Professor Richardson lived in Barbados during the period 1981-82 while he was gathering information for Panama Money in Barbados, 1900-1920. The speaker for the occasion is Dr. Trevor Carmichael.
In an abstract from his lecture Professor Richardson notes that, “Roughly 45, 000 Barbadians – one-quarter of the island’s population – migrated to the Panama Canal between 1905 and 1914. About 20,000 men signed contracts at the US Isthmian Canal Commission office in Bridgetown; the other 25,000 men and women paid their own passages. The earliest recruiting was difficult but the success of those who travelled to Panama and sent or brought money home soon inspired others to go. Within months the term “craze” and “frenzy” swept through Bridgetown and the rural tenantries, inspiring more travel to Panama. The peak migration year was 1906 when more than 6,500 contract labourers went to Panama.


The Bridgetown lectures, which run May 18, 2004, are being jointly hosted by the Barbados Museum & Historical Society, the National Cultural Foundation (NCF) and the University of the West Indies (UWI), Faculty of Humanities, Department of History.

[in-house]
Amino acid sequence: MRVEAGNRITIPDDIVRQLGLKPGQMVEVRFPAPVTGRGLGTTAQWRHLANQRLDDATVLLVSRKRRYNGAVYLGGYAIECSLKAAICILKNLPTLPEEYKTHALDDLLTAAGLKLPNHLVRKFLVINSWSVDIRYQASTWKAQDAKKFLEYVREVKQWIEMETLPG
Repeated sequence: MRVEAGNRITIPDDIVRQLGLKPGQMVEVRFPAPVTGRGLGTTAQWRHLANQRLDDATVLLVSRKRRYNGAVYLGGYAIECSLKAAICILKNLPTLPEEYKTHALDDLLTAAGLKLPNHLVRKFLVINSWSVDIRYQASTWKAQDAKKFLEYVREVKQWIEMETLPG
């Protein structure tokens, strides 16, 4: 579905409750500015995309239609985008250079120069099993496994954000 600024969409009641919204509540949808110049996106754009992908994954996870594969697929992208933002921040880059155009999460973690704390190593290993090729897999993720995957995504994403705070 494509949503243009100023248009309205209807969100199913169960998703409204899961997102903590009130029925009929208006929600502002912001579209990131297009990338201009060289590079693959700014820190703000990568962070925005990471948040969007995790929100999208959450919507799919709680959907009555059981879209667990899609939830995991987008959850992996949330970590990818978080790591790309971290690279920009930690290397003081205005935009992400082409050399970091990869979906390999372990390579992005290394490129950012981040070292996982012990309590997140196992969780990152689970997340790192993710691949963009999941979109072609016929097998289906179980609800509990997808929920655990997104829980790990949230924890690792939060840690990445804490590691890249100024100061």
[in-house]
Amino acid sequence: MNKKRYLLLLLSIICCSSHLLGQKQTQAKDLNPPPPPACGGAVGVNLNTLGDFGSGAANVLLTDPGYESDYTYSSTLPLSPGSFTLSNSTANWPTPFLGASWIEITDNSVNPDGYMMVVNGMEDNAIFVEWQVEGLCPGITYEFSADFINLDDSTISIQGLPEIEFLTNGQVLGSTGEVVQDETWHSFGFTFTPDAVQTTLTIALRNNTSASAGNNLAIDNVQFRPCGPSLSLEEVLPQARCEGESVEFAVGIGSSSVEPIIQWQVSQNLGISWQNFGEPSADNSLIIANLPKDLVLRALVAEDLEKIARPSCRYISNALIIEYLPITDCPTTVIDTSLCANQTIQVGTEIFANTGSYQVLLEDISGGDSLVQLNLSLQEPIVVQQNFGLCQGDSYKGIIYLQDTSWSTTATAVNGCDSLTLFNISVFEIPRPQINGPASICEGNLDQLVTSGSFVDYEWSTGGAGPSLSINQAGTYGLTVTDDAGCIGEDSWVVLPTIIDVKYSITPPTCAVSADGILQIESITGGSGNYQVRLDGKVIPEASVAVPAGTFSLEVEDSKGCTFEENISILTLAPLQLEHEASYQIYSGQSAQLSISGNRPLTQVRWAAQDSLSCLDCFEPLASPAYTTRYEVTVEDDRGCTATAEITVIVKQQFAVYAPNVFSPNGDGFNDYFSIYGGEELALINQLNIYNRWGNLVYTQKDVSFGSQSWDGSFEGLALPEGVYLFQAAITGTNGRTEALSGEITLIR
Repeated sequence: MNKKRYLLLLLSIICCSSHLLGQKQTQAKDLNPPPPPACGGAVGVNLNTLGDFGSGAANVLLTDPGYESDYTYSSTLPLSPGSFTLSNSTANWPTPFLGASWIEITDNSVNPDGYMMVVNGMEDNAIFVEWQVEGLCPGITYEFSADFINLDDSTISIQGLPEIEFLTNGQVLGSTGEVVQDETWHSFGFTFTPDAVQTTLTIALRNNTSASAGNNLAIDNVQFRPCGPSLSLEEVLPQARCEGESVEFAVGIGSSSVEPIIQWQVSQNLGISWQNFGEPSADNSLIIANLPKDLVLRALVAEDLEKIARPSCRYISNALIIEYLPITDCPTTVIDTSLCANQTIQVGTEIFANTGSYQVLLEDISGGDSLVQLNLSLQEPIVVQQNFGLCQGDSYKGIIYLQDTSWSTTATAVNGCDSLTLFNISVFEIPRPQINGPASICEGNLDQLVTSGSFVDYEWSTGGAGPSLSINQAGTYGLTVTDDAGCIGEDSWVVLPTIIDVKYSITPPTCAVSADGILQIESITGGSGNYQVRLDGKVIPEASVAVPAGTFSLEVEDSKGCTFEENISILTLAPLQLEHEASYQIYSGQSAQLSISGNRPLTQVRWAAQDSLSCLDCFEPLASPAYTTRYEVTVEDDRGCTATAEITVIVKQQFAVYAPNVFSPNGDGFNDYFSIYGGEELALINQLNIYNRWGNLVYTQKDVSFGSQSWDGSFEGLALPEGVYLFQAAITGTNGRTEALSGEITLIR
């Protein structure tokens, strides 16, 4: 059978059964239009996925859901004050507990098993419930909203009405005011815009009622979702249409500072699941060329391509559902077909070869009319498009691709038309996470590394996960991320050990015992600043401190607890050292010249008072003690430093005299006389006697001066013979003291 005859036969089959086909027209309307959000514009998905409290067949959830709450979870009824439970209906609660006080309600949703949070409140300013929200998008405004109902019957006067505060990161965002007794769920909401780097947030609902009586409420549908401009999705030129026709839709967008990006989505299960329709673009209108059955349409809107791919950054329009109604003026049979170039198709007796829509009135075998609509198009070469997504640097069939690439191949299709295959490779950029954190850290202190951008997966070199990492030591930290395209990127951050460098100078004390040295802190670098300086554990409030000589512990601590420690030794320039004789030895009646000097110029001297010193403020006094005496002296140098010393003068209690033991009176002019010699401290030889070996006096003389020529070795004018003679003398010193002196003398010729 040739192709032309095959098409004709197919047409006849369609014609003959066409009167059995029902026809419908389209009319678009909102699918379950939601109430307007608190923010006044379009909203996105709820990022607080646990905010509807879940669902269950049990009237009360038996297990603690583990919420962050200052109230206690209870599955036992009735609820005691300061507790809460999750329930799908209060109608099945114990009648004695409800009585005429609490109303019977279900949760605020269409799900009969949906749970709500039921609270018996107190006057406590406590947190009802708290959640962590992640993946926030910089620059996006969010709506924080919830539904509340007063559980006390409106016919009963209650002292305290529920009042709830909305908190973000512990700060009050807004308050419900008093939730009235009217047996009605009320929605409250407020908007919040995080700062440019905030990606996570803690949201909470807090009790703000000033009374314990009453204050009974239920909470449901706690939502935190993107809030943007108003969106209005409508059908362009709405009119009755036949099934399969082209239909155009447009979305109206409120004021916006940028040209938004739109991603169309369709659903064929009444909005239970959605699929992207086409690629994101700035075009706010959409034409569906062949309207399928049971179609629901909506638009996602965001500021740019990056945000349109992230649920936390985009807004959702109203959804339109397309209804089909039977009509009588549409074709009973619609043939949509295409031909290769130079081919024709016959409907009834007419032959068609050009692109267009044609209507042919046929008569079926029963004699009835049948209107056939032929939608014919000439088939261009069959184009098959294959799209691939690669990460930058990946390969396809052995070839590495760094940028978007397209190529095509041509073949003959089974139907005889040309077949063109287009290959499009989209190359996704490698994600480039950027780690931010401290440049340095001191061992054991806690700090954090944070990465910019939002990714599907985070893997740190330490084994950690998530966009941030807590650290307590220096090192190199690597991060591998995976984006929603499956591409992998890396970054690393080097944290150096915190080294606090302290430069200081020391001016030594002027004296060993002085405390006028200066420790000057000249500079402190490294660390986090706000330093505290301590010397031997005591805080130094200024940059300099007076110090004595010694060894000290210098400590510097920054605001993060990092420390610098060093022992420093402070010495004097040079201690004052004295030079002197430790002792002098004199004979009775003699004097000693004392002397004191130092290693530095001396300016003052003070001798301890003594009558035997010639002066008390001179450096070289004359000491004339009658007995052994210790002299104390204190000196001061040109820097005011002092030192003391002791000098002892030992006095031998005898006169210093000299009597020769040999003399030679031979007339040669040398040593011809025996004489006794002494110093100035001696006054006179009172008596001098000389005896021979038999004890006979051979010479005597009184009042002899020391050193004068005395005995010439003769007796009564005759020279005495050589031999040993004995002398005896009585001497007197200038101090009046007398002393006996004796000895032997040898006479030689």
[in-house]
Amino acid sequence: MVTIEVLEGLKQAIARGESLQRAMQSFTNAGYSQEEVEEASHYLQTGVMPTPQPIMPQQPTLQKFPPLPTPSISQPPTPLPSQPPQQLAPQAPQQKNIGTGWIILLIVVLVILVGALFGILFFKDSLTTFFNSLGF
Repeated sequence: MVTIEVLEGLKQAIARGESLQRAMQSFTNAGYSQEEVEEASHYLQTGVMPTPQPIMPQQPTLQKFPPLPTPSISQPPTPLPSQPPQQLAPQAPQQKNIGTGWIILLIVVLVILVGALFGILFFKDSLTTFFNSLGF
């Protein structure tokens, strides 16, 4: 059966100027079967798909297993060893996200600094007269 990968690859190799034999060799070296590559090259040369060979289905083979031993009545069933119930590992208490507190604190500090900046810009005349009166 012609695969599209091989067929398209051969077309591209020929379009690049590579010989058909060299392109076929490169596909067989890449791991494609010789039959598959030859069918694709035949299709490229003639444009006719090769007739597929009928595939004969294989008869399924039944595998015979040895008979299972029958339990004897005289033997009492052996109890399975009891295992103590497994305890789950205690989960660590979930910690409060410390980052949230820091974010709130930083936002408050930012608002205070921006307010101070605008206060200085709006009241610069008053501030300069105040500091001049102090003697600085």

Background to Panama Canal


Article Posted: Feb 18, 2004


The 2004 Bridgetown Lecture Series continues on Tuesday, February 24, 2004 in the Grande Salle of the Central Bank at 8:00 p.m. The featured speaker for the evening will be Dr. Henderson Carter, Head of the History Department (A.G.) at Queen’s College who teaches History and Caribbean Studies. In addition, he is a part-time Lecturer in History at the University of the West Indies, Cave Hill. Dr. Carter will lecture on the topic: Background to Panama Canal Migration.


In an abstract from his lecture Dr. Carter notes that, “Between 1904 and 1914, an estimated 60,000 Barbadians chose to migrate to the Canal Zone where they found employment opportunities under the Isthmian Canal Commission. This was by far the greatest single movement of Barbadian workers in the first half of the twentieth century.


He further adds that, “In examining the background to this migration, the lecture locates the movement within the context of an oppressive and exclusionary socio-political order created during slavery and refashioned by restrictive legislative instruments after 1838. Moreover, the persistence of the planter-merchant oligarchy with an economic framework dependent on sugar monoculture combined to produce an expanding poverty. Furthermore, a strident culture of resistance, illustrated by withdrawal from the plantation labour, labour riots and rural-urban migration provides the context in which this Panama migration might be analysed.”


The Bridgetown lectures, which run May 18, 2004, are being jointly hosted by the Barbados Museum & Historical Society, the National Cultural Foundation (NCF) and the University of the West Indies (UWI), Faculty of Humanities, Department of History.